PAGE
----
Candling the Eggs

Candling the Eggs

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Acclaimed poet Wally Swist remarks on events of everyday living in this brilliant collection. "The Female Cardinal," "Ray's Sandwich Shop," "Ode to My New Shoes," and, of course, "Candling the Eggs" show us how to notice the value in commonplace events. Yet, there is more, as we see in "What is Essential" and "Abhorrence;" living calls for action. Of over thirty books and chapbooks, this is perhaps his finest.
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Product details

  • Paperback | 128 pages
  • 140 x 216 x 8mm | 172g
  • English
  • Illustrations, black and white
  • 1947067079
  • 9781947067073

Review quote

This multi-faceted panoply reminds us again why we read Swist. Poems written in "Dream Time" . . . "between snowmelt and first bloom," the pre-election "predator with the blowsy hairdo, who is Donald Trump," a Klan Grand Wizard from a boyhood parade, and the "pressureunder the skull" of the poet's lurking "Migraines." But ultimately we're rewarded with "The Kiss" " . . . a shiver, a shock of static --/ which just begins to open the door of mystery/ that leads to the grand suite of the soul."

-- Art Beck, poet, essayist, and winner of the 2013 Northern California Book Award for poetry in translation for Luxorius Opera Omnia

It is hard to read any of Swist's poems without learning something new: the origin of a word, the folk name of a snake, the demise of composer Henry Purcell, a candid glimpse of a famous writer or actress. And always the birds flare throughout the lines of Swist's poems, and the deer stamp their feet, and the hawks crash out of the sky, and the snakes appear and disappear magically. Swist holds the translucent eggshell of the world up to the illumination of his visions in a dark age; he looks for signs of life and sees them before the rest of us even know what will be born.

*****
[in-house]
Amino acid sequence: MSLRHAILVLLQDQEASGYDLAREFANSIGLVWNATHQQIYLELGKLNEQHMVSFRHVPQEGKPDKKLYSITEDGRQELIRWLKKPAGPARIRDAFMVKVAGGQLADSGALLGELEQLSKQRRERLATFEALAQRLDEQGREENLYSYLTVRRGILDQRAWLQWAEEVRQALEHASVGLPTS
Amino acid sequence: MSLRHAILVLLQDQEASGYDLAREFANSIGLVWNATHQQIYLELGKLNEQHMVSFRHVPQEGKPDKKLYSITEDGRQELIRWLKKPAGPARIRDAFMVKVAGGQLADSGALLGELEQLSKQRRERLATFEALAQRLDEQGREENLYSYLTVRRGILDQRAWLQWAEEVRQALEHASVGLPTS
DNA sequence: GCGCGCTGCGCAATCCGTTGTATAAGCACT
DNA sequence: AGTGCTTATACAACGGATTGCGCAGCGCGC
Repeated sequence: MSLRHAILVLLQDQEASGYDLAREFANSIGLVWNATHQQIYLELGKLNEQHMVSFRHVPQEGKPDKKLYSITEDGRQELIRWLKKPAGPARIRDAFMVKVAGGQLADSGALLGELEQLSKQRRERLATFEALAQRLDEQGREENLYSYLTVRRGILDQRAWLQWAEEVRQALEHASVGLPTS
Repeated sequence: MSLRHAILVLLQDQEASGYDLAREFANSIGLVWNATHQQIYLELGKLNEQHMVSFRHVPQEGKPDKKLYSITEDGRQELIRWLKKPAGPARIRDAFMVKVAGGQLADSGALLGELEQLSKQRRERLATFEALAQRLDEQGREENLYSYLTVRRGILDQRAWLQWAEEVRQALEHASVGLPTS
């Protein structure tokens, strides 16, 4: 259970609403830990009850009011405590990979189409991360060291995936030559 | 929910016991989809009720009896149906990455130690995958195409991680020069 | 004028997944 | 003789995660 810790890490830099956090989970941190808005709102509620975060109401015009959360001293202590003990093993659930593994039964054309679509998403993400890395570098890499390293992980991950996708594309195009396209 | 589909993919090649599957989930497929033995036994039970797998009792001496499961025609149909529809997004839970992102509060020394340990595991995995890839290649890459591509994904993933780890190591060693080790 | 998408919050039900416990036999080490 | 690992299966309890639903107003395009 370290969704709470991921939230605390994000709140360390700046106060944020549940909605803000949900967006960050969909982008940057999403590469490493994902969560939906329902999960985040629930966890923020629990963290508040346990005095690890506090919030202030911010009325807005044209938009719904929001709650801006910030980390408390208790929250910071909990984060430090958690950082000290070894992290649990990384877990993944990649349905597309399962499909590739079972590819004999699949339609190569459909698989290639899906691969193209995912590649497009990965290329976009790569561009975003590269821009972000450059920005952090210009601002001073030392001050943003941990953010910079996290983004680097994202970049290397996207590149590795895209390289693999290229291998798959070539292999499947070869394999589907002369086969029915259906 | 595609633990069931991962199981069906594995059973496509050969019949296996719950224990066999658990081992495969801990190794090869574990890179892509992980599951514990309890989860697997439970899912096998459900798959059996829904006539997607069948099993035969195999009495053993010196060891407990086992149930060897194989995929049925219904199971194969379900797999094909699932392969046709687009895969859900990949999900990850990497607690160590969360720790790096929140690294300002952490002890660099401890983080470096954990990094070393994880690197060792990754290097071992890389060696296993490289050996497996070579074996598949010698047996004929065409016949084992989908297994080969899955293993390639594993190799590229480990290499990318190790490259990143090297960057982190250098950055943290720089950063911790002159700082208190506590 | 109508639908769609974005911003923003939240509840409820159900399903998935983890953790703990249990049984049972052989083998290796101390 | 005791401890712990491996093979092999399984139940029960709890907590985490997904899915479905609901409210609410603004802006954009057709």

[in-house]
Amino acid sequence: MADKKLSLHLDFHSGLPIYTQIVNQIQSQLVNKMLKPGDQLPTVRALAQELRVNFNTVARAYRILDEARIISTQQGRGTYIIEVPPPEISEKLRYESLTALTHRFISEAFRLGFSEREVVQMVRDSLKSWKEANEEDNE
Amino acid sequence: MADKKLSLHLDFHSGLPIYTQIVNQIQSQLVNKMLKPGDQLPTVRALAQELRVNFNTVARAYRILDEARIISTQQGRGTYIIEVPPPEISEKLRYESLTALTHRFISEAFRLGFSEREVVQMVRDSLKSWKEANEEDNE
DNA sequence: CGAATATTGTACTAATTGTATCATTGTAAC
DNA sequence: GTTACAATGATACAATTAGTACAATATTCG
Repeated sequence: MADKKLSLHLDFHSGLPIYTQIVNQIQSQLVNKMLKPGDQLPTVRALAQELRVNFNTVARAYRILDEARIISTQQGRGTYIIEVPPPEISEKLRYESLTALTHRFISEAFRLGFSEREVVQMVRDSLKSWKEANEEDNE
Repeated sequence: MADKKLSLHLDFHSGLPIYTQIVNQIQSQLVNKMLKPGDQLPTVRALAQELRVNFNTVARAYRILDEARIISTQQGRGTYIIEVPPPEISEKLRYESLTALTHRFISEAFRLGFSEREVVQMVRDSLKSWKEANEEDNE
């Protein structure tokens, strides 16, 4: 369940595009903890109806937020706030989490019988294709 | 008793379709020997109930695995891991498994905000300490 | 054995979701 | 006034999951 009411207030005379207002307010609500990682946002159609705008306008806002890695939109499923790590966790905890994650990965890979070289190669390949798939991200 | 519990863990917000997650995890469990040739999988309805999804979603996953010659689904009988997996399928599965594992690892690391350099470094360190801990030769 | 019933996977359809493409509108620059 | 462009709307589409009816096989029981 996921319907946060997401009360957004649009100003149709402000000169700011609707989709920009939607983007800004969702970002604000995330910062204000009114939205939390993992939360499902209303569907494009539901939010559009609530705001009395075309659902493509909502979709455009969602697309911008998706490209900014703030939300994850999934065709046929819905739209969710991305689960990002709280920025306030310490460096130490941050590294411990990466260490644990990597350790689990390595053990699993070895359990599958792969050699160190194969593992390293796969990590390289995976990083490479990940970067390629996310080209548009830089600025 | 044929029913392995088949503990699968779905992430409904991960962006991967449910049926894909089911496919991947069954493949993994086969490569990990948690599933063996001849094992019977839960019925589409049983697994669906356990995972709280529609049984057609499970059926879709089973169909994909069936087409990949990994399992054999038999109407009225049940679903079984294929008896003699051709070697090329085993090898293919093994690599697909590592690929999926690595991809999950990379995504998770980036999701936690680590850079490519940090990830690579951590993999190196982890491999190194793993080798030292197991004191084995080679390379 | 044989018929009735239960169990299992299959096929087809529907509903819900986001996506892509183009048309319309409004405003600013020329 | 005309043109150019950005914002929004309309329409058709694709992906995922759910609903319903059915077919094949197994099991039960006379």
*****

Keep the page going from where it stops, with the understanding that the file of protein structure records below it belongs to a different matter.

-- Parkman Howe, Poetry Editor, Appalachia

In these meticulous and profound poems, Wally Swist creates for us a realm that is both recognizable and transformed. His passion for and intimacy with nature are ever-present, but he is far from being a "nature poet" in the usual sense, though his imagery is often indelible. On the contrary, the flora and fauna, landscapes and weather of his world are part of a complex mix that subtly includes human life in all its socio-political complexity. He's not afraid to think in these poems, and the intelligence that drives them runs through them like a quiet underground fire. In fact, much of the work of these explorations happens below ground, so that what at first seem commonplace details can suddenly take us off guard, revealing surprising depths. Swist is a poet intent on investigating the human spirit and its potential for opening into deeper and deeper engagement with the world. This is tough moral work, and one of its fruits is gratitude: " . . . How fortunate we are / to live in the world that offers us / its constant reminders of who / we are and what our true being is." This book continues to haunt me.

-- Chase Twichell, award-winning poet, editor, professor, founder of Ausable Press
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